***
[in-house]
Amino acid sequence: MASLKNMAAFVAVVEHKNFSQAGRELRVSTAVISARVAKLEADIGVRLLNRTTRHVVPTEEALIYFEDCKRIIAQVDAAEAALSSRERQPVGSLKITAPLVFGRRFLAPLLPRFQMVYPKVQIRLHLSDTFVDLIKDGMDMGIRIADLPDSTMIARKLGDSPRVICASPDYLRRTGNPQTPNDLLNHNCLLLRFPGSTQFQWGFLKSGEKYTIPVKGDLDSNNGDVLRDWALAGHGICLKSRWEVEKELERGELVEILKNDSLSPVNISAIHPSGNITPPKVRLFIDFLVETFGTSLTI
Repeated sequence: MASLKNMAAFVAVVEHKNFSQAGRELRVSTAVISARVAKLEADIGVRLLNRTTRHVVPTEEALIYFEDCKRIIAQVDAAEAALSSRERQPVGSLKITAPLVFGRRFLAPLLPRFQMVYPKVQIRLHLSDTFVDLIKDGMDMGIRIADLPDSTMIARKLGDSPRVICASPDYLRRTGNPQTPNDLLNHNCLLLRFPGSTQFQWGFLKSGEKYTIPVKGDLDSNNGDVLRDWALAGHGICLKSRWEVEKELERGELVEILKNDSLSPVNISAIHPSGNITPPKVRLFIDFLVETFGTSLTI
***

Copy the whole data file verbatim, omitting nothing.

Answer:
[in-house]
Amino acid sequence: MASLKNMAAFVAVVEHKNFSQAGRELRVSTAVISARVAKLEADIGVRLLNRTTRHVVPTEEALIYFEDCKRIIAQVDAAEAALSSRERQPVGSLKITAPLVFGRRFLAPLLPRFQMVYPKVQIRLHLSDTFVDLIKDGMDMGIRIADLPDSTMIARKLGDSPRVICASPDYLRRTGNPQTPNDLLNHNCLLLRFPGSTQFQWGFLKSGEKYTIPVKGDLDSNNGDVLRDWALAGHGICLKSRWEVEKELERGELVEILKNDSLSPVNISAIHPSGNITPPKVRLFIDFLVETFGTSLTI
Repeated sequence: MASLKNMAAFVAVVEHKNFSQAGRELRVSTAVISARVAKLEADIGVRLLNRTTRHVVPTEEALIYFEDCKRIIAQVDAAEAALSSRERQPVGSLKITAPLVFGRRFLAPLLPRFQMVYPKVQIRLHLSDTFVDLIKDGMDMGIRIADLPDSTMIARKLGDSPRVICASPDYLRRTGNPQTPNDLLNHNCLLLRFPGSTQFQWGFLKSGEKYTIPVKGDLDSNNGDVLRDWALAGHGICLKSRWEVEKELERGELVEILKNDSLSPVNISAIHPSGNITPPKVRLFIDFLVETFGTSLTI